• Musical theater expert Robert Wyatt and performers from the Georgetown Gilbert and Sullivan Society will present “Gilbert and Sullivan and the Savoy Tradition,” an introduction to the sharp satirists of Victorian society and a look at the cultural and societal trends that informed their work. The program will include a live performance as well as musical recordings and film clips. 6:45 p.m. $30 to $45. Ring Auditorium, Hirshhorn Museum & Sculpture Garden, 7th Street and Independence Avenue SW. 202-633-3030.
  • Maya Jasanoff, professor of history at Harvard University, will discuss her book “The Dawn Watch: Joseph Conrad in a Global World.” 7 p.m. Free. Politics and Prose, 5015 Connecticut Ave. NW. 202-364-1919.
  • Alix Murdoch, federal policy director of the Chesapeake Bay Foundation, will discuss “Preserving the Health of Our Chesapeake Bay.” 7 p.m. $20 to $25. Woman’s National Democratic Club, 1526 New Hampshire Ave. NW. 202-232-7363.
  • NASA astronaut Terry Virts will discuss the National Geographic book “View From Above” and IMAX film “A Beautiful Planet,” which feature images Virts captured using the Cupola module while he was commander of the International Space Station. 7:30 to 9 p.m. $25. Grosvenor Auditorium, National Geographic, 1600 M St. NW. 202-857-7700.


  • As part of a film series on “Films Across Borders: Stories of Migration,” the Embassy of France will present Boris Lojkine’s 2015 film “Hope,” about a woman from Nigeria and a young man from Cameroon who encounter a fiercely hostile world deep in the Sahara Desert as they try to get to Europe. 7 p.m. Free; reservations required. Embassy of France, 4101 Reservoir Road NW. The series will continue Nov. 28 and Dec. 12.


  • Recovery International will host a small group meeting for people coping with issues such as anxiety, depression, bipolar disorder, panic attacks, stress, anger, fear and obsessive-compulsive disorder. 7 p.m. Free. Chevy Chase Community Center, 5601 Connecticut Ave. NW. 202-364-2680.

Performances and readings

  • The Drama Committee of the Arts Club of Washington will present a staged reading of “What?,” a rip-roaring emotional new play by Helen Hayes Award-winner Peter Coy. A discussion will follow. 7:30 p.m. Free. Arts Club of Washington, 2017 I St. NW. 202-331-7282, ext. 3.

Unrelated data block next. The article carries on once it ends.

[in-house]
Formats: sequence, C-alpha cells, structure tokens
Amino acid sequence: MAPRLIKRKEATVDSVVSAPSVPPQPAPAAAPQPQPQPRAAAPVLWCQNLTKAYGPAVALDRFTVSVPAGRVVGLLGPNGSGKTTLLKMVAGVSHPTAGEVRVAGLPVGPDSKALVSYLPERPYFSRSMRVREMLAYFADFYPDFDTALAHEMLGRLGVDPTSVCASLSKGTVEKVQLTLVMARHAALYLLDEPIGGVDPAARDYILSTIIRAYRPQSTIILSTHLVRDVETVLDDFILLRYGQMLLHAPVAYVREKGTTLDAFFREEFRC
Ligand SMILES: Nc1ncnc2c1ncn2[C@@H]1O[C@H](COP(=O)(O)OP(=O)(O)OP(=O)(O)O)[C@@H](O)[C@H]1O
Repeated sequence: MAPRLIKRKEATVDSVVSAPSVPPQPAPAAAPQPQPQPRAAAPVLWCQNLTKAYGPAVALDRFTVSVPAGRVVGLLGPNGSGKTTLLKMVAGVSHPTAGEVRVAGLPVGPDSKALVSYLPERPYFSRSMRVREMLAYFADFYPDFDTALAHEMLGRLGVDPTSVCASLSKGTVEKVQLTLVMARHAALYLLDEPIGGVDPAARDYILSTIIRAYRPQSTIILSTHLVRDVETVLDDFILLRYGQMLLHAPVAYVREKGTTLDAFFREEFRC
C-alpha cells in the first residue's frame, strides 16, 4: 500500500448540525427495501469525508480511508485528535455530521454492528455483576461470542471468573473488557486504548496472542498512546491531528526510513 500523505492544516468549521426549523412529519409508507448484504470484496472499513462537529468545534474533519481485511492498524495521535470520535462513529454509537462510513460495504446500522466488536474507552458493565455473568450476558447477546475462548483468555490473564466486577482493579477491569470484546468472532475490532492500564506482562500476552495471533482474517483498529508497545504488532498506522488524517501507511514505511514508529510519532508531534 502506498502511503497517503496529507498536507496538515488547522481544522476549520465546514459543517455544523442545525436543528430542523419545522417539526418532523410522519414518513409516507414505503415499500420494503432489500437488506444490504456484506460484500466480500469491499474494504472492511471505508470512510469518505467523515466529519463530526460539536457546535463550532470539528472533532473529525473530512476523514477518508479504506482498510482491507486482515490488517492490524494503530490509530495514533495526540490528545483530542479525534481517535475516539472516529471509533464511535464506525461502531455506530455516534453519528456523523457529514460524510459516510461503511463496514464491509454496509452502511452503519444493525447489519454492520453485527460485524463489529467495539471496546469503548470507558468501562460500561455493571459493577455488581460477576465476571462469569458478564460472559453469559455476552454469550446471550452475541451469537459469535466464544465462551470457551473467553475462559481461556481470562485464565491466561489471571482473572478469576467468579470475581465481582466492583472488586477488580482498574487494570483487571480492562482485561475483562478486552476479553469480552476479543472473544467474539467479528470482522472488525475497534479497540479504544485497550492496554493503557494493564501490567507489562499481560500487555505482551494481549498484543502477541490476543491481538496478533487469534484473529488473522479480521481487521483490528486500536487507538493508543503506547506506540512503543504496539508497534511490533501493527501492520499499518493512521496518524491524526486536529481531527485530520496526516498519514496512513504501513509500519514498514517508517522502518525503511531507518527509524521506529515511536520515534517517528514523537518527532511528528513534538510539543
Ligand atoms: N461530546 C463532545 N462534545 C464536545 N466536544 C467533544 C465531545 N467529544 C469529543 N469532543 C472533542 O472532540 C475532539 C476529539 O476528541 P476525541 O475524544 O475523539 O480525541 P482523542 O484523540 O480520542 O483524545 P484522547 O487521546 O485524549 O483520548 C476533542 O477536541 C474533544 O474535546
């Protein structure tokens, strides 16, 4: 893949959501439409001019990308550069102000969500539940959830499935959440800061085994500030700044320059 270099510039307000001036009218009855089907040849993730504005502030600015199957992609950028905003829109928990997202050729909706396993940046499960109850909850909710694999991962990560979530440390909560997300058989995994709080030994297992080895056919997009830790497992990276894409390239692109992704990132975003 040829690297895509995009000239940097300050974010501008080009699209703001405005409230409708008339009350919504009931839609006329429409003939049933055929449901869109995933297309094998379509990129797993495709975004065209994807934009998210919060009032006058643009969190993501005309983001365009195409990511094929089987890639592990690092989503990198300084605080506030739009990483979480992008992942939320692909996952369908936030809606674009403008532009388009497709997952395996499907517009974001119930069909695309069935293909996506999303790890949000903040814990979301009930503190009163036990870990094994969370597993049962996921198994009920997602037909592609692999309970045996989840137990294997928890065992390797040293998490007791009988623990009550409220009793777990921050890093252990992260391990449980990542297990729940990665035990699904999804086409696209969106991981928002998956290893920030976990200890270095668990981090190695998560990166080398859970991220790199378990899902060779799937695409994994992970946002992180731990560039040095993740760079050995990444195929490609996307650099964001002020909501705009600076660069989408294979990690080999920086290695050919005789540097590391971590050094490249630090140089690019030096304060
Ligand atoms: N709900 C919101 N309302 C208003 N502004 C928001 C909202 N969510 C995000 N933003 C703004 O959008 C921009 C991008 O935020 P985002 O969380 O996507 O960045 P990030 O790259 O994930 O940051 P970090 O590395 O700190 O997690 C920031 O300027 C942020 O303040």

• The Washington Improv Theater’s “Harold Night” will feature long-form improv performances by various ensembles. 8 and 9 p.m. By donation. Source, 1835 14th St. NW.
  • Story District will present “Nom Nom Nom: Stories about food and festivities.” 8 p.m. $15 to $20. Town Danceboutique, 2009 8th St. NW.
  • The Mask & Bauble Dramatic Society will present its annual Donn B. Murphy One-Acts Festival. 8 p.m. $8 to $12. Stage III, Poulton Hall, Georgetown University, 1421 37th St. NW. 202-687-2787. The performance will repeat Wednesday, Thursday and Friday at 8 p.m. and Saturday at 2 and 8 p.m.
  • Sixth & I Historic Synagogue will host a live rendition of “Hello From the Magic Tavern,” an improvised narrative podcast using the chat show format. 8 p.m. $20 to $25. Sixth & I Historic Synagogue, 600 I St. NW. 877-987-6487.
  • Busboys and Poets will present an open mic poetry night hosted by Joseph LMS Green. 9 to 11 p.m. $5. Langston Room, Busboys and Poets 14th & V, 2021 14th St. NW. 202-387-7638.

Special events

  • The Lightscape Foundation’s World Press Photo Exhibition 2017 will feature images that cover everything from contemporary issues and general news to nature and sports. 10 a.m. to 7 p.m. $10 to $25. Dupont Underground, 1500 19th St. NW. The photo exhibition will be open daily through Nov. 26 except on Thanksgiving Day.
  • “Spies and Spirits of the Revolution” will feature a talk by the International Spy Museum’s Vince Houghton and Jacqueline Van Eyl on the brave and wily men and women who spied for George Washington. The event will include an Old-Fashioned cocktail and other whiskey and cider samples, as well as a tour of the historic mansion. 6 to 8 p.m. $20 to $25. Society of the Cincinnati, Anderson House, 2118 Massachusetts Ave. NW. 202-393-7798.